Your family might also have its own unique slang. Years of inside jokes in my family has led to new meanings of words that others might not pick up on without a lengthy back story. Children sometimes come up with new meanings for words that the adults around them reuse but may be nonsensical to outsiders.

The truth is, we all use some form of jargon or slang in our daily lives that reflects our professional, group, or family memberships. That may not make memorizing it for a test any more fun, but it might make it easier to know why jargon exists in the first place.

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Comments

I agree with this completely. I have always noticed how people use big words to make themselves seem more important. Whenever I go somewhere that I'm not familiar with and hear people speaking with words that almost sound foreign to me, it makes me feel uncomfortable. I have caught myself doing the same thing before, though. It's easy for us to want to impress everyone that is around us, and so we do and say whatever we can to sound smart. I think that jargon is sometimes almost like a second nature to us. We're so subconsciously concerned with our appearance and reputation that we say things that might not even make sense to us so that we sound better.

I agree, people want to sound more sophisticated when around people who are important so to make themselves sound more intelligent they use bigger words that they may not know.

I would also have to agree. People try to impress other people by using words that they do not even understand. It may be because those people are self concious about what other people think and they want to come off more intelligent.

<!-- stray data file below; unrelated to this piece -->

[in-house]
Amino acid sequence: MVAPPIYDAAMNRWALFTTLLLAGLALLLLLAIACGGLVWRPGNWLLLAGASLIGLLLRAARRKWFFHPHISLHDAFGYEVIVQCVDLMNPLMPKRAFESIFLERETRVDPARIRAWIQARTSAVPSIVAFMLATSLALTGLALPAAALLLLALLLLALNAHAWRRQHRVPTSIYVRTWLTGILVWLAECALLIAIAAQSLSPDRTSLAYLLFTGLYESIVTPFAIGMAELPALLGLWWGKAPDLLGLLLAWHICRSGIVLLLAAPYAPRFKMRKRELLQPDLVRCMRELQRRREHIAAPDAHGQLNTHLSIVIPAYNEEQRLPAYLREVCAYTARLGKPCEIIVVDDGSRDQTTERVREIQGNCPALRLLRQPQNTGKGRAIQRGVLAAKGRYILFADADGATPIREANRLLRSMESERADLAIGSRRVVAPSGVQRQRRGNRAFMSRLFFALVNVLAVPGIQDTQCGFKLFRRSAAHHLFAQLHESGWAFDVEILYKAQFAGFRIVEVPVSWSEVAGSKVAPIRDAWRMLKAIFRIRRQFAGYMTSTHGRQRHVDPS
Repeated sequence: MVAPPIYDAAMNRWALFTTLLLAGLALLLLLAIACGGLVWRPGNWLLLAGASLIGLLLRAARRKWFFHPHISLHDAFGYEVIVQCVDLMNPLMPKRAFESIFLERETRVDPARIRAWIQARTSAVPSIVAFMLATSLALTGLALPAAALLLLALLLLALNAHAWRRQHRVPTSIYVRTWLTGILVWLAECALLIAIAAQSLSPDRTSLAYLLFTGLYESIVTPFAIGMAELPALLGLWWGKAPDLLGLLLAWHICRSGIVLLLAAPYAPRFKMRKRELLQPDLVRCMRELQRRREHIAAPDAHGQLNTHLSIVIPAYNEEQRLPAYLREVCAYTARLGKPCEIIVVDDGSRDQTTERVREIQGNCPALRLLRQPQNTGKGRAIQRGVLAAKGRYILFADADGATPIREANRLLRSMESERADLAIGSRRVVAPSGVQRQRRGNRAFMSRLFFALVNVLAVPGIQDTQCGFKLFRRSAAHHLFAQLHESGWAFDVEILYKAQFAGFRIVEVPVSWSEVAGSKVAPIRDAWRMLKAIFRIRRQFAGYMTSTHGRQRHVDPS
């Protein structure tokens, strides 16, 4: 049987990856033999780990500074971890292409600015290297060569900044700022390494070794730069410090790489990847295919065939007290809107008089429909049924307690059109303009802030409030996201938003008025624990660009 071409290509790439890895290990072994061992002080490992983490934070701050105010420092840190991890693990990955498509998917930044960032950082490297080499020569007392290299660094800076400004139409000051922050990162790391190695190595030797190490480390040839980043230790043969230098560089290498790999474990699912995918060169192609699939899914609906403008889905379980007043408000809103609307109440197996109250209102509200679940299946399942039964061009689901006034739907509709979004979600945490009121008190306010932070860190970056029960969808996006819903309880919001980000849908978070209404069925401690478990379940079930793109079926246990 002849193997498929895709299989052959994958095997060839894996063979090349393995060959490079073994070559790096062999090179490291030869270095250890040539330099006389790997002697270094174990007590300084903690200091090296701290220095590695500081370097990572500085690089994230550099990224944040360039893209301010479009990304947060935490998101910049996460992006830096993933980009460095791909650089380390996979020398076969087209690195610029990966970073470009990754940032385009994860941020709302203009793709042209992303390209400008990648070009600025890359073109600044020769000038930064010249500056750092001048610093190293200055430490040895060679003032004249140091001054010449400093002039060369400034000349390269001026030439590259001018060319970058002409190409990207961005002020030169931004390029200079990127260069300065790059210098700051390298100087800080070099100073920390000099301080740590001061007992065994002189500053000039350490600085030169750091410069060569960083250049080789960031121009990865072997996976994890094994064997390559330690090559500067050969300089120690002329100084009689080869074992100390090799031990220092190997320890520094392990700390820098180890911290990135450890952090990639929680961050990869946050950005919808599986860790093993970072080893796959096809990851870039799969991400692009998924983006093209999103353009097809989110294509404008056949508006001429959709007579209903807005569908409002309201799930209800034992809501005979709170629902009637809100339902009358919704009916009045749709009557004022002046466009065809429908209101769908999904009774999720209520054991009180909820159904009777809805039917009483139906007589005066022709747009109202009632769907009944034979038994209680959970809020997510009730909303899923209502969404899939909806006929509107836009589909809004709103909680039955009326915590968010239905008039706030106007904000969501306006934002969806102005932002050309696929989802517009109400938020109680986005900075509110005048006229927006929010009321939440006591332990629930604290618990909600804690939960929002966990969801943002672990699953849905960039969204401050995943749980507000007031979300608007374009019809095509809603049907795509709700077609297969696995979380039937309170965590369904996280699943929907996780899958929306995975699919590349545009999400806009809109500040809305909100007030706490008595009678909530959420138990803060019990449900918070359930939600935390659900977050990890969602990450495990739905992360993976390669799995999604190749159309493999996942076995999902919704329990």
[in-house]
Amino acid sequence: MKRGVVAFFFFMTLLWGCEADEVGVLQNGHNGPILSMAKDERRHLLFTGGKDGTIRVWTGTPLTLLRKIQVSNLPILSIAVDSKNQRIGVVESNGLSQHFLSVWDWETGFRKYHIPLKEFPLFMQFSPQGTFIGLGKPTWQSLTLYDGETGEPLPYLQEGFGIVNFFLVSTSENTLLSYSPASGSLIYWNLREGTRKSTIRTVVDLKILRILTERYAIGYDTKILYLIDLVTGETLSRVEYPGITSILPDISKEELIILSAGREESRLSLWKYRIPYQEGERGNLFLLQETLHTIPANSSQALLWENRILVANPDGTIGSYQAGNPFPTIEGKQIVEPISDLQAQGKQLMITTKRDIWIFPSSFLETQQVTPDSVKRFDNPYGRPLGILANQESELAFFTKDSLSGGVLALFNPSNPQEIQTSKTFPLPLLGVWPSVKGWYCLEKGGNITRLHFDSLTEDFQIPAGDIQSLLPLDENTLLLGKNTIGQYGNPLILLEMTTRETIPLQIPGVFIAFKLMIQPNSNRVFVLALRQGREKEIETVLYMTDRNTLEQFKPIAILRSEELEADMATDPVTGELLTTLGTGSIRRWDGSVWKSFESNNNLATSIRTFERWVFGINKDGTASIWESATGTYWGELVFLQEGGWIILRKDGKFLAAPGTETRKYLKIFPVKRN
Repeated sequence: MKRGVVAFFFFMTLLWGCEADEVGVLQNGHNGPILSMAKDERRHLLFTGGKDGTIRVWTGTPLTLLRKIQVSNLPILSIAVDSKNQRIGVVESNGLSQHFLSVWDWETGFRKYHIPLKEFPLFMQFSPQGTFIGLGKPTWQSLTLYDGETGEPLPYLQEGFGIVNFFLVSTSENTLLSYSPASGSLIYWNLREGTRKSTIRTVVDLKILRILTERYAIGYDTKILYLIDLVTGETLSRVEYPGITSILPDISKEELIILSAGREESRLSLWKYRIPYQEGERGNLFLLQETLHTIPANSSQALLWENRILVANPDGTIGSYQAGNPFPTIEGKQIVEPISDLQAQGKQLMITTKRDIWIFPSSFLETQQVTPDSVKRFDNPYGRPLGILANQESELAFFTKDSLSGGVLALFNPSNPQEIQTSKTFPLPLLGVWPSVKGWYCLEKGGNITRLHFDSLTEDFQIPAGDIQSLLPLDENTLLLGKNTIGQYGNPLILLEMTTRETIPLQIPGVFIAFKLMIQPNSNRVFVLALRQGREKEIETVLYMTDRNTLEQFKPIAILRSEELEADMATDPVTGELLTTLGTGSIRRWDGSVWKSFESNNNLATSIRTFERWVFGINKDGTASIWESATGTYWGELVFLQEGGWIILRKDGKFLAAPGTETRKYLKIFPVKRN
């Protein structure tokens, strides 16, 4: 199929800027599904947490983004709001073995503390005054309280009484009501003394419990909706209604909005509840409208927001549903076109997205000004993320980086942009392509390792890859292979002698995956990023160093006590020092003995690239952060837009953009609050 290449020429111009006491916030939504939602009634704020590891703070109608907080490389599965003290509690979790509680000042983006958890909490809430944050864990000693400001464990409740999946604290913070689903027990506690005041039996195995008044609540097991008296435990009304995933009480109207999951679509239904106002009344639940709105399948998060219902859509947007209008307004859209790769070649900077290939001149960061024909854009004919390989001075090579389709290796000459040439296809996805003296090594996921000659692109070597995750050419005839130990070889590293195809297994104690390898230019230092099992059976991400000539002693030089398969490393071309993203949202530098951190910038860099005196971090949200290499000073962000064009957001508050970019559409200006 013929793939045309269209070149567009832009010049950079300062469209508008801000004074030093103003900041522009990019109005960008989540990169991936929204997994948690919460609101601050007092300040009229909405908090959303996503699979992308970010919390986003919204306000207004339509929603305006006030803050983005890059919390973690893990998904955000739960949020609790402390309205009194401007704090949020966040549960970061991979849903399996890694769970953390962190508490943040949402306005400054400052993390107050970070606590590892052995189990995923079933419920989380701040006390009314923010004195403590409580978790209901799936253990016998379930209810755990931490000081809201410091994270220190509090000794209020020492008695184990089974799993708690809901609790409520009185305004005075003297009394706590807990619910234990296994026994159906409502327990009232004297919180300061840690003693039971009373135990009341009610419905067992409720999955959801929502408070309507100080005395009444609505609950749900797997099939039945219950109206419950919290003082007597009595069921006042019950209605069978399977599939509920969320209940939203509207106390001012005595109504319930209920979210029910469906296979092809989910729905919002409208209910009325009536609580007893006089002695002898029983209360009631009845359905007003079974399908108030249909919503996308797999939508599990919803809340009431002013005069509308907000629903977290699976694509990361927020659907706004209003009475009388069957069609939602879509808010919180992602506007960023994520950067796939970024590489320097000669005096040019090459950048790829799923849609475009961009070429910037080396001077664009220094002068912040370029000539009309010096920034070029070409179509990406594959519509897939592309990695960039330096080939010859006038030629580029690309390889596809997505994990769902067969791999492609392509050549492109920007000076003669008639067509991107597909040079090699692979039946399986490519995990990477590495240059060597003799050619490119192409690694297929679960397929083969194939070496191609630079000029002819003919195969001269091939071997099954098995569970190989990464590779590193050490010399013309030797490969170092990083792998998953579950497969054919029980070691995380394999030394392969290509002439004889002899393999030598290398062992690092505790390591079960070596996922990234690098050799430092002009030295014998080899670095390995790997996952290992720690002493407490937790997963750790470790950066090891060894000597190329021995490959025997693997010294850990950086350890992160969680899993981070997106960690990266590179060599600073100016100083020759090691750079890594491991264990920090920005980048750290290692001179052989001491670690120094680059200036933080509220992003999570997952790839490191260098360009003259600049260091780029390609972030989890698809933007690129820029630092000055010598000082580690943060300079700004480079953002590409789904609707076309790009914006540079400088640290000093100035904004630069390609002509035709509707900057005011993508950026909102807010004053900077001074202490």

I always enjoy watching people use big words and phrases to try to fit in. It just shows that people adapt to the group they're in. Everyone wants to feel like they belong so...when in Rome do as the romans do. People part of a group and acting accordingly is just our human nature.

I agree with this completely. When many people here big words or jargon, they feel uncomfortable or they try to use jargon also to fit in, even if they don't understand or don't know what they are actually saying.

This article reveal a lot about how important language is to the ever-budding cultures in society. My family calls me The No Man, for my simple way of refusing request for things. Slang has blast on the seen in many ways from product marketing to use of texting for the young trying to conceal to the adult trying to send something personal with little repercussions. Jargon is alive and well

I agree with this 100%. I have always noticed that people use bigger words when they want to sound more important. Whenever I go to unfamiliar places and hear people using fancy words it makes me feel uncomfortable. Although I have caught myself doing it. It's easy to want to impress the people around us, and so we do and say things to sound a certain. I think that jargon is sometimes almost like a second nature to us. We are so concerned with our appearance and reputation that we say things that might not even make sense so that we might sound smarter or more important.